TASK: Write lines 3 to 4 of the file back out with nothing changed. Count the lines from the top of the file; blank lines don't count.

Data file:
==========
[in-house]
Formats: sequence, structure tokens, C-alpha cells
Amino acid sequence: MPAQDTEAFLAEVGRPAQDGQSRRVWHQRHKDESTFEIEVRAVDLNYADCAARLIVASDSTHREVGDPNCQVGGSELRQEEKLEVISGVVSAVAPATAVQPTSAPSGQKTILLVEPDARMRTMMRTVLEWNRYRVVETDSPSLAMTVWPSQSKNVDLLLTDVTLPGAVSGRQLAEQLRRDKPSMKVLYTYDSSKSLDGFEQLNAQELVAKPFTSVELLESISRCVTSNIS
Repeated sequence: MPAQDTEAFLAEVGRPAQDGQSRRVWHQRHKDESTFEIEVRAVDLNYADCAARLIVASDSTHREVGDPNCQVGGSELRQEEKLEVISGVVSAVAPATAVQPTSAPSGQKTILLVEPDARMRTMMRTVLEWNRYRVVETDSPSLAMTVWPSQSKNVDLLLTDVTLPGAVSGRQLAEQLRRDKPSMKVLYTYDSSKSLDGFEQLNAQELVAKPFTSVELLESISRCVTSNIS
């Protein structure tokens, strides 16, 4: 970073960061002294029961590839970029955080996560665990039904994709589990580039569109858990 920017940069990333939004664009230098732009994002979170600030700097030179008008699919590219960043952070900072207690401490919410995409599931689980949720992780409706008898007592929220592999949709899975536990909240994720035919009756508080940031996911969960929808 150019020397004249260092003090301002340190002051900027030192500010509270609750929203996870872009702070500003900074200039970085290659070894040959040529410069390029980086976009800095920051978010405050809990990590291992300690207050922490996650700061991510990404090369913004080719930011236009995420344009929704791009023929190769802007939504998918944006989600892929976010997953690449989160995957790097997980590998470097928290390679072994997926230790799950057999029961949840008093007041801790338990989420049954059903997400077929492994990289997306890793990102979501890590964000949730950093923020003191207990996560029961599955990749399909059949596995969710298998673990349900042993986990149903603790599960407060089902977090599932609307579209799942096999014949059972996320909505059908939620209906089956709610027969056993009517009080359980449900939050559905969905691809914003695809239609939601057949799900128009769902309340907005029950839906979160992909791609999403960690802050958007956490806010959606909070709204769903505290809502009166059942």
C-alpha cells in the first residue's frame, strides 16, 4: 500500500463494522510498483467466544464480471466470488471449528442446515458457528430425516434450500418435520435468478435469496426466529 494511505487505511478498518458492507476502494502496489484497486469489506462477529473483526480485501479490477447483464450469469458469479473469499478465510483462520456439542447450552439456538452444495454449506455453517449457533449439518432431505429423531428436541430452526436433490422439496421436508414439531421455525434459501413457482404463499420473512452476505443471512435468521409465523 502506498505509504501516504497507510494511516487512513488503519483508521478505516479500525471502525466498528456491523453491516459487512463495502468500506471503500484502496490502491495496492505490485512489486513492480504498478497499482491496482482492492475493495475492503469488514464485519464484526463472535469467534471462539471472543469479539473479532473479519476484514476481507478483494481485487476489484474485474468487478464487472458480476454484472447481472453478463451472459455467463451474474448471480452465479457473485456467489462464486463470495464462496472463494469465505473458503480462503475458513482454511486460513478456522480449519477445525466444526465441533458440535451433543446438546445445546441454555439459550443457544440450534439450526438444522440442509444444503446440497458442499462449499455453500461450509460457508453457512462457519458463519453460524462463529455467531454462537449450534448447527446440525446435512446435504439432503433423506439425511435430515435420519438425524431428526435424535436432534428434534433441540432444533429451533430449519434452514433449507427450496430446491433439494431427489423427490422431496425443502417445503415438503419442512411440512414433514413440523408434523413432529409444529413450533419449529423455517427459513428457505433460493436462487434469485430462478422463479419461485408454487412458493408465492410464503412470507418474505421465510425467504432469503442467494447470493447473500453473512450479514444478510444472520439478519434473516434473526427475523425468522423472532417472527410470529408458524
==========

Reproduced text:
Amino acid sequence: MPAQDTEAFLAEVGRPAQDGQSRRVWHQRHKDESTFEIEVRAVDLNYADCAARLIVASDSTHREVGDPNCQVGGSELRQEEKLEVISGVVSAVAPATAVQPTSAPSGQKTILLVEPDARMRTMMRTVLEWNRYRVVETDSPSLAMTVWPSQSKNVDLLLTDVTLPGAVSGRQLAEQLRRDKPSMKVLYTYDSSKSLDGFEQLNAQELVAKPFTSVELLESISRCVTSNIS
Repeated sequence: MPAQDTEAFLAEVGRPAQDGQSRRVWHQRHKDESTFEIEVRAVDLNYADCAARLIVASDSTHREVGDPNCQVGGSELRQEEKLEVISGVVSAVAPATAVQPTSAPSGQKTILLVEPDARMRTMMRTVLEWNRYRVVETDSPSLAMTVWPSQSKNVDLLLTDVTLPGAVSGRQLAEQLRRDKPSMKVLYTYDSSKSLDGFEQLNAQELVAKPFTSVELLESISRCVTSNIS